Penn & Teller illustrate the Placebo Effect.

You can sell people just about anything by dressing someone up in a lab coat. The folks who put out all the “alternative medicine” and herbal supplement nonsense take full advantage of the fact that most people aren’t great at critical thinking. Make up a bunch of claims, get someone in a lab coat to shill for it, and chances are you’ll find more than enough people to not only buy it, but to sit around and sing its praises in testimonials.

The following video clip is from an episode of Penn & Teller’s Bullshit from last year in which they did just that. Setting up a guy in a lab coat in a shopping mall they had him try out magnet therapy (using demagnetized and fake magnets), a chiropractic coat, and a snail facial mask on various passersby. It didn’t take long to find people who said they felt these alternative therapies were providing them with some benefit, no matter how ridiculous they were:

As P&T point out, these aren’t stupid people. They’re just overly trusting and, I would add, a tad bit overly credulous. The fact that the guy doing the tests was in a lab coat should have set off alarm bells to begin with as it’s one of the most common cliches used in such advertising pitches, but then it’s used so much because it does tend to work. In this case I’m willing to bet the people shown are open to the idea of alternative medicines to begin with and so they fall prey to confirmation bias, which is something we all can fall victim to no matter how intelligent we happen to be. This is why it’s helpful to keep abreast in at least a general way of what the snake-oil salesmen are peddling and what the broader scientific community has to say about it. Or, at the very least, be skeptical of unusual claims until you can dig up the research supporting it.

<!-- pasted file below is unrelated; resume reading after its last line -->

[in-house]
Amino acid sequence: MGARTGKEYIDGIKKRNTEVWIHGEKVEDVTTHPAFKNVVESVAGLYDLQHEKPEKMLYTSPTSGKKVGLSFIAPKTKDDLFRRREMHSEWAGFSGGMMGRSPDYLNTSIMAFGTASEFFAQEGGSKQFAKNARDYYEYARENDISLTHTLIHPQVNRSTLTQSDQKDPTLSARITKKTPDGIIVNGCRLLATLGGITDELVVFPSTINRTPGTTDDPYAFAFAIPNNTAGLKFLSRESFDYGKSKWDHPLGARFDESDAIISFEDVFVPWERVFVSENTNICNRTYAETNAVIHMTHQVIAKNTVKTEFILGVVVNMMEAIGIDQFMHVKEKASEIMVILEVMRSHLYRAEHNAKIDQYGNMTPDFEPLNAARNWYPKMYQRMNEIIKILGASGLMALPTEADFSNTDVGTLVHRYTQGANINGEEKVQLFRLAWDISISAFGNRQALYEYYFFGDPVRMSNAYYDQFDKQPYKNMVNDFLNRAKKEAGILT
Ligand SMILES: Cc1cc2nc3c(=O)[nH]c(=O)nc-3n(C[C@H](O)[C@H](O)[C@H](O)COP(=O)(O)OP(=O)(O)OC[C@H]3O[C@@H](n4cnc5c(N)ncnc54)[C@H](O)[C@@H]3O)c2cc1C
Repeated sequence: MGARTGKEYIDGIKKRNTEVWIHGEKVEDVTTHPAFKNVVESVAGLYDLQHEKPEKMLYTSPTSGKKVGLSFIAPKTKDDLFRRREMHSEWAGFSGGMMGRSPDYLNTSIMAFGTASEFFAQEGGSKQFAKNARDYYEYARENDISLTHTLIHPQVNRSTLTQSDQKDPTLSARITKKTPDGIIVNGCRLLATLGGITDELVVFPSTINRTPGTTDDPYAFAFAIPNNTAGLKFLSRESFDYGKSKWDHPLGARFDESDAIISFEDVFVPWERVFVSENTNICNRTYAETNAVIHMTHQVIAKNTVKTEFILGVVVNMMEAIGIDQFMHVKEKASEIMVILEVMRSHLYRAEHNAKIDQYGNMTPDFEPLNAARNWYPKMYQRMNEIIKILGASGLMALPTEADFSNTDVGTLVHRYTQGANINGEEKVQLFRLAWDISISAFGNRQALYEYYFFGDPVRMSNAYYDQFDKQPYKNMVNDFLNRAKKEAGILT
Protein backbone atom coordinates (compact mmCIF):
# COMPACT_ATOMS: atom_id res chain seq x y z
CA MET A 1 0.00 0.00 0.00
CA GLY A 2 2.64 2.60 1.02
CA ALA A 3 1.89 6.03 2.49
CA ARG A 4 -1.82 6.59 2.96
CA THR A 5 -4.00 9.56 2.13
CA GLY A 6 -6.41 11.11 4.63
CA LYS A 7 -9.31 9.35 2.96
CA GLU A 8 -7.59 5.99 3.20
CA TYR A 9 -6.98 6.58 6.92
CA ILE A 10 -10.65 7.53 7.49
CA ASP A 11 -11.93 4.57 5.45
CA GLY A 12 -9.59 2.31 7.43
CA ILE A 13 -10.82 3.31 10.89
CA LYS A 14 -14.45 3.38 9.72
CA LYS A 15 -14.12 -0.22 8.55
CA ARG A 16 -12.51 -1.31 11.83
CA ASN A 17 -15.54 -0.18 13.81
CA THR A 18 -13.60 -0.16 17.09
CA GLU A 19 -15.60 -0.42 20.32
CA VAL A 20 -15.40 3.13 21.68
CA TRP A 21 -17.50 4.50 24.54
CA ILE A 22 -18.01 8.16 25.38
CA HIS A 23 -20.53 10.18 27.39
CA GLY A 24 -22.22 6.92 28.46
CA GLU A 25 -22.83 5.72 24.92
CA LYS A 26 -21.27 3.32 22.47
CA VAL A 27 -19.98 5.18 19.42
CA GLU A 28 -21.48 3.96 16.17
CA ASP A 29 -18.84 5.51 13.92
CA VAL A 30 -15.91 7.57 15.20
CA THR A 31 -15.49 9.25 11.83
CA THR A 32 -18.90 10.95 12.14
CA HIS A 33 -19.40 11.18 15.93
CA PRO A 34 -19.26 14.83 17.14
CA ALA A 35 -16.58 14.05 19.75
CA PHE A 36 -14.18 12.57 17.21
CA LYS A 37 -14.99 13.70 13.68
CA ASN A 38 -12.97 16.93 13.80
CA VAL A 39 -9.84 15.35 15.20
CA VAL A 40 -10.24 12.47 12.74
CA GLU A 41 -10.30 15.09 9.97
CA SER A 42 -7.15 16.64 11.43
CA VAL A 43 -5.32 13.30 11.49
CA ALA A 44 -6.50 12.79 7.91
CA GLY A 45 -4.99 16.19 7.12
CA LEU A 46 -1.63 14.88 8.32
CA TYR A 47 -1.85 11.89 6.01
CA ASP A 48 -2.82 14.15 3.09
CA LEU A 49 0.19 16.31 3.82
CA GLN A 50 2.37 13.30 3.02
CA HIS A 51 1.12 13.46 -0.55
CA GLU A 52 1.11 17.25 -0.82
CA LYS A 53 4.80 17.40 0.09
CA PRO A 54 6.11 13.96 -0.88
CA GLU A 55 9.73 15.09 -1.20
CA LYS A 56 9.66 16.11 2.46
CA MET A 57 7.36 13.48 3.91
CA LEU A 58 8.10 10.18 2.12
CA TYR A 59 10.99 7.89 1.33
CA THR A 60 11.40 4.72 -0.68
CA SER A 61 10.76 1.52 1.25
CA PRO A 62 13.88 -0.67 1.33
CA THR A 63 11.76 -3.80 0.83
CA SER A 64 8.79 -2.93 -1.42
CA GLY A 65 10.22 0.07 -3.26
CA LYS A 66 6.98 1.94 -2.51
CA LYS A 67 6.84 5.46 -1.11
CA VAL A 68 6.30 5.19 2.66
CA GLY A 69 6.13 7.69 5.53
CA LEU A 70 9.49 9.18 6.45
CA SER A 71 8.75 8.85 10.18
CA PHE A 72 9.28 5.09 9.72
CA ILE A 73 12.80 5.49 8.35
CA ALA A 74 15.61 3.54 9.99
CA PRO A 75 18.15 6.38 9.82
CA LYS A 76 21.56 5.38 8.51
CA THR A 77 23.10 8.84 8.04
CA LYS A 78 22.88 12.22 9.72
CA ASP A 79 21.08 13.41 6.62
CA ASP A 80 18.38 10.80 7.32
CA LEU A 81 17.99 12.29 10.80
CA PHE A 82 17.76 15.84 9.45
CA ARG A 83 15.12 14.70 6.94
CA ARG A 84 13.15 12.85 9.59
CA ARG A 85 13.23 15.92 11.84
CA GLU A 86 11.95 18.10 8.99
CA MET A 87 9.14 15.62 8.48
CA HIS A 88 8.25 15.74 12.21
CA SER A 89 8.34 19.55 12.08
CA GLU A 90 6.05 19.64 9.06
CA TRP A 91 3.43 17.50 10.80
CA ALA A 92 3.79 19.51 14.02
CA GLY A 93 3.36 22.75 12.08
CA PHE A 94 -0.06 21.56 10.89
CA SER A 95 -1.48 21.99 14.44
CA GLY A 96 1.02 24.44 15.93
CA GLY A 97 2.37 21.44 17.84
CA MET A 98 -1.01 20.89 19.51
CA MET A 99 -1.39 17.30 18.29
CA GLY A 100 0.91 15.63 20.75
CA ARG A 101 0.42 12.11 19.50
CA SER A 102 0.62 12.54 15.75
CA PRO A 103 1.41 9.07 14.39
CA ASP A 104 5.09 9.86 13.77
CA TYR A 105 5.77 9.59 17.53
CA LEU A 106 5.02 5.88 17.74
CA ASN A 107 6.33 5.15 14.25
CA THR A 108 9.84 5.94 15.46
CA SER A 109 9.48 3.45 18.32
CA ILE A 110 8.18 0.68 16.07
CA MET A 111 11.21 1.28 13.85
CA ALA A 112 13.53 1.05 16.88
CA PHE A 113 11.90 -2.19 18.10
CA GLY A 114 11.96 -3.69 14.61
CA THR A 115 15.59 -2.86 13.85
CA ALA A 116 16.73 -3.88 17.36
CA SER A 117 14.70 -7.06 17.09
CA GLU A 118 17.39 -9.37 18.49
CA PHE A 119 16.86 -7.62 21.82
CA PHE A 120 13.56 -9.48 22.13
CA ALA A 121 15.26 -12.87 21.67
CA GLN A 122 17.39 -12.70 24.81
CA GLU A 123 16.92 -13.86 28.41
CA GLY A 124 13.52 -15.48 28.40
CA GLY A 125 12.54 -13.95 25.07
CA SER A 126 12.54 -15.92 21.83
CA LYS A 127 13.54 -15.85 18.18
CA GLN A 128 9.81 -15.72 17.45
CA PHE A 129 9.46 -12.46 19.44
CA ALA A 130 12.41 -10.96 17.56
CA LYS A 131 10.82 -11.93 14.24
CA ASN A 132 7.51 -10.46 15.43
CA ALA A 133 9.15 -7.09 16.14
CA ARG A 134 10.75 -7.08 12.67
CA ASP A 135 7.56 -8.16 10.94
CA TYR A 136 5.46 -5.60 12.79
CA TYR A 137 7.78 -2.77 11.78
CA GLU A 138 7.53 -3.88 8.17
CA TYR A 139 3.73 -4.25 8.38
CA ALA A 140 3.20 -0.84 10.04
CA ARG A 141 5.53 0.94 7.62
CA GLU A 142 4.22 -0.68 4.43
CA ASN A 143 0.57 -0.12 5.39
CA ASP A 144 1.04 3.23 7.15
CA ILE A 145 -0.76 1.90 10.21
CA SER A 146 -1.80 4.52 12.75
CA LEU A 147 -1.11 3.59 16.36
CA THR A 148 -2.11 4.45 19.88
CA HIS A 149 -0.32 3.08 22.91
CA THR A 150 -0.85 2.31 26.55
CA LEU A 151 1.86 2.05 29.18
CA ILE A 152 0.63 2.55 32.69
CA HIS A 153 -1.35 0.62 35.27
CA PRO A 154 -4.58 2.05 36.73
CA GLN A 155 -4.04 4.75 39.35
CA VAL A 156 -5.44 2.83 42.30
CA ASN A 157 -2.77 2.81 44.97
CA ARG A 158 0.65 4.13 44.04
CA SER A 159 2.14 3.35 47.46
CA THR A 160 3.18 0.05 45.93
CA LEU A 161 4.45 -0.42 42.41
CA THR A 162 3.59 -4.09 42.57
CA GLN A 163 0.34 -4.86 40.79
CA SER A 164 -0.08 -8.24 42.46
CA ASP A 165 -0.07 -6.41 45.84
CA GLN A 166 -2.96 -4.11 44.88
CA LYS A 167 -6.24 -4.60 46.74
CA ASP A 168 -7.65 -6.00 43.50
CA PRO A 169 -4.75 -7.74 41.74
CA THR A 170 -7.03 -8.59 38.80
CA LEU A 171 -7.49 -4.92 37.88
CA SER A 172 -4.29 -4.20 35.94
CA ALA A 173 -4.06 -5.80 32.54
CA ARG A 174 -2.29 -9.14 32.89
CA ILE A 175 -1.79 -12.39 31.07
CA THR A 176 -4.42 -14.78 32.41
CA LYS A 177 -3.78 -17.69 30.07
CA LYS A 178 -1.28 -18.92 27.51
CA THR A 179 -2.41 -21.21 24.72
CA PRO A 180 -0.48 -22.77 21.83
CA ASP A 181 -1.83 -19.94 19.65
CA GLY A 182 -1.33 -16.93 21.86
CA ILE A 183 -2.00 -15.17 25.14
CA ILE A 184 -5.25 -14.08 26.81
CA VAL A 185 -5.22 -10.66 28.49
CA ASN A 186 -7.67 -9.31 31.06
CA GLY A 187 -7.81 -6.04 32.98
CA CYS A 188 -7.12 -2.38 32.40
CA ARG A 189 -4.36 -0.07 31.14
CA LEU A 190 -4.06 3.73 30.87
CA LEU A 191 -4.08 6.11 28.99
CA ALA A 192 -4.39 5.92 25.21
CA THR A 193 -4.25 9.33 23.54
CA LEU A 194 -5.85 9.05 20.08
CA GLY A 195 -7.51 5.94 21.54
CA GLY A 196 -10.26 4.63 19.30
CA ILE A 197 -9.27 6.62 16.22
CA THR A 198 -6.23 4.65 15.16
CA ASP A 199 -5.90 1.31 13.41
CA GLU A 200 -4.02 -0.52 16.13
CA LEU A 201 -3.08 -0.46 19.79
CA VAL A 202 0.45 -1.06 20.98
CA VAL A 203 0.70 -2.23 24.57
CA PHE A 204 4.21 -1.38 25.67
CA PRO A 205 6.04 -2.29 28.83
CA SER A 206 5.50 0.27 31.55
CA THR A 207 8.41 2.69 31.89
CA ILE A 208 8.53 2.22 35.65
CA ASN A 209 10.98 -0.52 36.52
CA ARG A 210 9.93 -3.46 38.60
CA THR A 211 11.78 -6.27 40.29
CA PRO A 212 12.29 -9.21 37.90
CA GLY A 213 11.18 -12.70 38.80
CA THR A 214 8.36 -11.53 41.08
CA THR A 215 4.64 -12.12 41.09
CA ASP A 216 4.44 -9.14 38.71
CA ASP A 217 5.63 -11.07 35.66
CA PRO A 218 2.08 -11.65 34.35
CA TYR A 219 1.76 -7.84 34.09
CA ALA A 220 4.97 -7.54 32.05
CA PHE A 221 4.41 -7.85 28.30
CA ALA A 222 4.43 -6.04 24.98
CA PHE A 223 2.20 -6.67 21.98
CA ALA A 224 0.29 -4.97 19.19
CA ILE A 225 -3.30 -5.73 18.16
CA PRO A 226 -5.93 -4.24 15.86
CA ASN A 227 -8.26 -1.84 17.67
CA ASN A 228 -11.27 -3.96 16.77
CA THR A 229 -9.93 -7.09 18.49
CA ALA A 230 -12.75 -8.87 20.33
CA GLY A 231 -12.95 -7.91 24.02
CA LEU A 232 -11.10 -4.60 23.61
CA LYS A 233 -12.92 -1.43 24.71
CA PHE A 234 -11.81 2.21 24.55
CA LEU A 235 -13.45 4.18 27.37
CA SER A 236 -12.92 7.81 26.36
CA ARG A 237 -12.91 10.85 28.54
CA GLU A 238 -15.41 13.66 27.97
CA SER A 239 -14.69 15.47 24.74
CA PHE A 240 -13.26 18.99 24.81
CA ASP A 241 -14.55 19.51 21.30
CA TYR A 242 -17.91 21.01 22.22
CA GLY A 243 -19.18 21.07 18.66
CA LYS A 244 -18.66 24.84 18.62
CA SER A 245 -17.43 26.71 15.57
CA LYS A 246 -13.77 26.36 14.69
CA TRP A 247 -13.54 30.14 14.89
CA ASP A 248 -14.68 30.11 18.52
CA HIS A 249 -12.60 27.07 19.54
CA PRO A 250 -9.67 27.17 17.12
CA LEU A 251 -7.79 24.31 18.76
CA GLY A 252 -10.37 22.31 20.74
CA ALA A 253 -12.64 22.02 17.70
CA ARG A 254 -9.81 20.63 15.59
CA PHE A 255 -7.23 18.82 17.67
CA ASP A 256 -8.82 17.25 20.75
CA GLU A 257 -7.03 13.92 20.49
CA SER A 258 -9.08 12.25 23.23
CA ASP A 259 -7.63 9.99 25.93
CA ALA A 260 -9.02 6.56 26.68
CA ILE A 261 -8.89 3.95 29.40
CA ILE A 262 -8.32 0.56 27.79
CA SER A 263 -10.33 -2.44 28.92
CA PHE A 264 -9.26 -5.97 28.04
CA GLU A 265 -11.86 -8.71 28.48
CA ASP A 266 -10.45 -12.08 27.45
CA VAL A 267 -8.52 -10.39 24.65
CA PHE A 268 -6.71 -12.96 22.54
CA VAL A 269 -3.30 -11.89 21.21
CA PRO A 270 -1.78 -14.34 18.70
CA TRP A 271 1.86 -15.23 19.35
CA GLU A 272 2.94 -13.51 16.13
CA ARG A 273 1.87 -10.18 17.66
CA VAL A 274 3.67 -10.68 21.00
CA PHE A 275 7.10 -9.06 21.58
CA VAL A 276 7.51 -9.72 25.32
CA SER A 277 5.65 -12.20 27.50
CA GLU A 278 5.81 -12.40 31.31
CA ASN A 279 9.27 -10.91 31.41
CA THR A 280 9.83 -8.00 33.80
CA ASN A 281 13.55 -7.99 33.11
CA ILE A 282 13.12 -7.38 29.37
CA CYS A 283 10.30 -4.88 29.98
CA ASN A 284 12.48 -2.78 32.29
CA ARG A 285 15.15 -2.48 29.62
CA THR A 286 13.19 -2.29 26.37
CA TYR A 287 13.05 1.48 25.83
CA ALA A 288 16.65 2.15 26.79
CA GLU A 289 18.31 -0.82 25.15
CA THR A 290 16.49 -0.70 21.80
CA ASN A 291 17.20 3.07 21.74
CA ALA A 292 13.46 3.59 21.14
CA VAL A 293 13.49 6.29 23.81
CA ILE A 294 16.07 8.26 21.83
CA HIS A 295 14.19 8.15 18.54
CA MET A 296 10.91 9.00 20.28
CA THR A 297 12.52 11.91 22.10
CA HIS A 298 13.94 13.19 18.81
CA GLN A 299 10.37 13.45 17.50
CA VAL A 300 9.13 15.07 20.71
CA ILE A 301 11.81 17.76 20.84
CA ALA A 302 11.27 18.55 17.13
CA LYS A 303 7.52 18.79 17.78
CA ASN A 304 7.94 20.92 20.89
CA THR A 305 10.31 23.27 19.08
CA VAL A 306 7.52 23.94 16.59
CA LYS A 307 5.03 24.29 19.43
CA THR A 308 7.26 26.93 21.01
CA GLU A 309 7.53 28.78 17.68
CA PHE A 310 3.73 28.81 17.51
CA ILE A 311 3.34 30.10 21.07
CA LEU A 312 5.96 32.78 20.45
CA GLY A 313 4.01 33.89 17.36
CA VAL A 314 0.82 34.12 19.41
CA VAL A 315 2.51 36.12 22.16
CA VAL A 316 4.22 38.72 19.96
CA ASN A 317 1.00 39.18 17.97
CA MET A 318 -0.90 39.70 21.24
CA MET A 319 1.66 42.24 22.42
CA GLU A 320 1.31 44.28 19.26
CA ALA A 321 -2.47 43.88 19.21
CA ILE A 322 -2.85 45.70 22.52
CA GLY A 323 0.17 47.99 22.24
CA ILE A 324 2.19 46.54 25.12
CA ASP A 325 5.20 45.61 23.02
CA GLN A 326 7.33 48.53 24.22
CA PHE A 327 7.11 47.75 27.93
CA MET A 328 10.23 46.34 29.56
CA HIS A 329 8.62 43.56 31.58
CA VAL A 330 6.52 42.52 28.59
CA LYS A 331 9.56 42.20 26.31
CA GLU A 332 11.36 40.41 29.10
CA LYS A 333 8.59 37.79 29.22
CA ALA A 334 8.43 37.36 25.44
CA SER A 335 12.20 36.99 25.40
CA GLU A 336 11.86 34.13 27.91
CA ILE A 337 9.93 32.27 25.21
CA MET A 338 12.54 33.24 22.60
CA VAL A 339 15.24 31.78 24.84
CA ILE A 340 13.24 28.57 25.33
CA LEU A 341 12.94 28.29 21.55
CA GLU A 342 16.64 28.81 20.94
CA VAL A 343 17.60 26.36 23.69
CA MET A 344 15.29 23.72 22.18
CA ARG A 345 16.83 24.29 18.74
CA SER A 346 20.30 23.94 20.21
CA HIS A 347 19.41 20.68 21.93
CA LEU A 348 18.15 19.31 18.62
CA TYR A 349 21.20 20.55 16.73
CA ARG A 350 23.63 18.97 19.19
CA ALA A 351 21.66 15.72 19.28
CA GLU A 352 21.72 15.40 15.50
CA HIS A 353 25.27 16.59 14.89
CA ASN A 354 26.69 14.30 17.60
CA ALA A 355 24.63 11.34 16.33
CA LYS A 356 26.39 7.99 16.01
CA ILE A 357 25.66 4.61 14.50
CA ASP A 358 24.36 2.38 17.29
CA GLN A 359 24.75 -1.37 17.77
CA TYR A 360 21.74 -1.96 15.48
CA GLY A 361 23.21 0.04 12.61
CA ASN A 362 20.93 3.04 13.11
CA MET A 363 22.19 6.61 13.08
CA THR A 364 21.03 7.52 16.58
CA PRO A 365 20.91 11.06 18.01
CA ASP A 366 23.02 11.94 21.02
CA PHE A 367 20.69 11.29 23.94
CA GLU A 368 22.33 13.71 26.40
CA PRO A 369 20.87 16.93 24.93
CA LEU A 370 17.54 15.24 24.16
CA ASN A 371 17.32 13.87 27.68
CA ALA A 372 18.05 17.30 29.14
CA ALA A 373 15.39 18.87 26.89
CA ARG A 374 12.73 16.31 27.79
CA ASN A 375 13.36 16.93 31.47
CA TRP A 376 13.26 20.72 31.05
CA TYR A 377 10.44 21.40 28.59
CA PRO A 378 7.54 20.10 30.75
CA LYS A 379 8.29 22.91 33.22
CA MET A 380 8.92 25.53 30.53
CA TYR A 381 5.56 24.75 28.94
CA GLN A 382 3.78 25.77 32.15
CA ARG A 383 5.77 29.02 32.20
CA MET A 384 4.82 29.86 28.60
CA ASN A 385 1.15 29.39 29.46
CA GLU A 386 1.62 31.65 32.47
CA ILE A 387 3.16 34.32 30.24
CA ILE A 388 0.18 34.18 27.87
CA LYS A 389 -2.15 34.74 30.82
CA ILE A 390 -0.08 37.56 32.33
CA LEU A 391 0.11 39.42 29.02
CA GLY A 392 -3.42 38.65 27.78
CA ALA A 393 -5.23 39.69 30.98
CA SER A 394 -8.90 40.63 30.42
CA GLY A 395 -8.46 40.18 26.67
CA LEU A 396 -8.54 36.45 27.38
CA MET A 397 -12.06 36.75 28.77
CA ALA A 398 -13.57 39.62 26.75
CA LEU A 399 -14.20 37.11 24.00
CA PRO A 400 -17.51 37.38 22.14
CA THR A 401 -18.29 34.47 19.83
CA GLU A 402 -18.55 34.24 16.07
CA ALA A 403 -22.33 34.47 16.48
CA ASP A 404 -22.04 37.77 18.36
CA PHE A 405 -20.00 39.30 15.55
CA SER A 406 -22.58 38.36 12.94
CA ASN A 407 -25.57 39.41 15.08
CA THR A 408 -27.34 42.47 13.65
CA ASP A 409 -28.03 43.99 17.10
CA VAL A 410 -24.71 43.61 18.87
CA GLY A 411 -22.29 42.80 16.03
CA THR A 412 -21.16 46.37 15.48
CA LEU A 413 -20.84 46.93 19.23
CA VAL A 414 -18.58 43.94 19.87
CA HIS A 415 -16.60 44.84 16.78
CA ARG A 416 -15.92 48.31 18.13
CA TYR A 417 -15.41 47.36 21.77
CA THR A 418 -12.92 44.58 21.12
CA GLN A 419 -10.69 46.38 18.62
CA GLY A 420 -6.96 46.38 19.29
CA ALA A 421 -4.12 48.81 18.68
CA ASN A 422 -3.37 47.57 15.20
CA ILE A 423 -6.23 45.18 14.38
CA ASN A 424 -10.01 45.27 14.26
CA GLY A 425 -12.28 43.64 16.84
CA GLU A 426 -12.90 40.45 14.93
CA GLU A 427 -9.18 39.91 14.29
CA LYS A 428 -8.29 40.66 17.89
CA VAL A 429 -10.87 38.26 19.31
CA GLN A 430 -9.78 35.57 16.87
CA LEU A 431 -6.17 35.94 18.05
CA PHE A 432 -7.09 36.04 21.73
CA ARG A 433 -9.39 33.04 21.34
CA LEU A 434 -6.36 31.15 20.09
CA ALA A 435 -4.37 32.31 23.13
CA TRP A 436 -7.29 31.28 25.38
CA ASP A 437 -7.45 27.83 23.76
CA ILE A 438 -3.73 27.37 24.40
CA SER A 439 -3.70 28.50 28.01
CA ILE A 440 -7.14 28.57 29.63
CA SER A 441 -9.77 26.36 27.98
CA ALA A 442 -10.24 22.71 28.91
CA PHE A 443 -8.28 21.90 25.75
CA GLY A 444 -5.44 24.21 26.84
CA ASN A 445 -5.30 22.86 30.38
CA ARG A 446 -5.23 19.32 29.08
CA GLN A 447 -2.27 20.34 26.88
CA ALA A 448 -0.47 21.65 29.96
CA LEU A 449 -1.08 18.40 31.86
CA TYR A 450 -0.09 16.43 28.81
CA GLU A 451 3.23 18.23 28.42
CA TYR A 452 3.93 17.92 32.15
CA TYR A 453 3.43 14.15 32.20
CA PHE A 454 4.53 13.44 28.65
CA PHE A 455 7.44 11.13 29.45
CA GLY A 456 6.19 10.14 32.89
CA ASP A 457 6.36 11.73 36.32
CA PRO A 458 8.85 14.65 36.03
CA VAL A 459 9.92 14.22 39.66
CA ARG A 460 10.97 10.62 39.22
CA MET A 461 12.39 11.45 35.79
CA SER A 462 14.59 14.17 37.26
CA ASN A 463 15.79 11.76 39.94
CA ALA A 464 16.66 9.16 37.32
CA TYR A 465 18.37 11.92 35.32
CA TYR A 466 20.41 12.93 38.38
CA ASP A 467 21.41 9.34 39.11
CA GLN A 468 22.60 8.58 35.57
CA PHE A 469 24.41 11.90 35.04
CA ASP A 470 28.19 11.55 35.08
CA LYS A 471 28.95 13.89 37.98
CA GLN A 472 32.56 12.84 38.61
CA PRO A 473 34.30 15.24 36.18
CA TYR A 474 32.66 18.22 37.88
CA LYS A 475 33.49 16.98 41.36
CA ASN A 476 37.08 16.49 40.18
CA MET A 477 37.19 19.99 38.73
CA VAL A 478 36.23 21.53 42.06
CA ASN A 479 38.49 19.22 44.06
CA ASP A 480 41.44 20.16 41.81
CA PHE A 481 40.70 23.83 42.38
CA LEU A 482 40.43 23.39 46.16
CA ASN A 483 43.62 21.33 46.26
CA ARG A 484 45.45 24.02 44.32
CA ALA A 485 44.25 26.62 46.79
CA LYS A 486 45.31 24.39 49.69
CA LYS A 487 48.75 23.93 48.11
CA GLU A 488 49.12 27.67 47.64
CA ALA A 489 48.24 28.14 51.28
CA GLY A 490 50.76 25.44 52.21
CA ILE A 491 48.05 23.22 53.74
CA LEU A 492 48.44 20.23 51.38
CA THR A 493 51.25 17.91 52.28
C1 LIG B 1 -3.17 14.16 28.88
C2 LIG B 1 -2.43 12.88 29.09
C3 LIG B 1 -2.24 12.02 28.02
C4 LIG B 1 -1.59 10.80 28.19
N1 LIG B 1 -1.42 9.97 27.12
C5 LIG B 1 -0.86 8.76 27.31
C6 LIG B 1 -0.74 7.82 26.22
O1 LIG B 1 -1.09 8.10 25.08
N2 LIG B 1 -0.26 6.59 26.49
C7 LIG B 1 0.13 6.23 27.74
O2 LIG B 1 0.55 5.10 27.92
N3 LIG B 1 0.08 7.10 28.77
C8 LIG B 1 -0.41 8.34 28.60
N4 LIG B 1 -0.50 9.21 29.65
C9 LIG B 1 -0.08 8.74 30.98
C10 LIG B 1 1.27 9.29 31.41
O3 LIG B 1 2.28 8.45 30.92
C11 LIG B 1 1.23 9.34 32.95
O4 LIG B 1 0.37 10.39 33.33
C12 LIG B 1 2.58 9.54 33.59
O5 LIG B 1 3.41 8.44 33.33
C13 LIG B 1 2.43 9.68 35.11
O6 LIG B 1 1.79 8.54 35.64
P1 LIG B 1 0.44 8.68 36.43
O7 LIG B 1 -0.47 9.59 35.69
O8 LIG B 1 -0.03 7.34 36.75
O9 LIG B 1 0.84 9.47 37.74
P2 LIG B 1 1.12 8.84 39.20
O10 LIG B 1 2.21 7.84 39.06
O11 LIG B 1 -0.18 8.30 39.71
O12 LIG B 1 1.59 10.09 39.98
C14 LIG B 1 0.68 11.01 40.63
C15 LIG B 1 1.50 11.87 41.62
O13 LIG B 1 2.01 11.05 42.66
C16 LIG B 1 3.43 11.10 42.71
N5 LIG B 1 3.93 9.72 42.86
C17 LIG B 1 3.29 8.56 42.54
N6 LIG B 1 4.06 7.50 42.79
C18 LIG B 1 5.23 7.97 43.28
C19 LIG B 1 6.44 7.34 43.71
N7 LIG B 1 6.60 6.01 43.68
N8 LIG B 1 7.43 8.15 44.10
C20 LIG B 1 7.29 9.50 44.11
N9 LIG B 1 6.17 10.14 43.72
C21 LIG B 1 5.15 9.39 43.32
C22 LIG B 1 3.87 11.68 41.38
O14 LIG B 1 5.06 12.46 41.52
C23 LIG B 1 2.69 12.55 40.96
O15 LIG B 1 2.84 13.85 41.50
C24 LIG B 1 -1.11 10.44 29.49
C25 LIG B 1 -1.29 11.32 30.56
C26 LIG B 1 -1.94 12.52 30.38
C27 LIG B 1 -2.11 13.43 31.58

Video clip found via Debunking Christianity.

4 thoughts on “Penn & Teller illustrate the Placebo Effect.

  1. I knew a lady that swore by magnets and actually paid a lot of money for them.  I never noticed any effect myself…

    What’s funny is that these things LOOK like props…

  2. Good video; it is actually from their first season, which was in 2003, not from last year. You do wonder how much of what we do in day to day life is authentic and how much of it is just wishful thinking.

  3. If this therapy works when promoted by Penn and Teller, just imagine how much better it would work with real magnets, and away from the interference caused by fields of skepticism?  Where can I get some?

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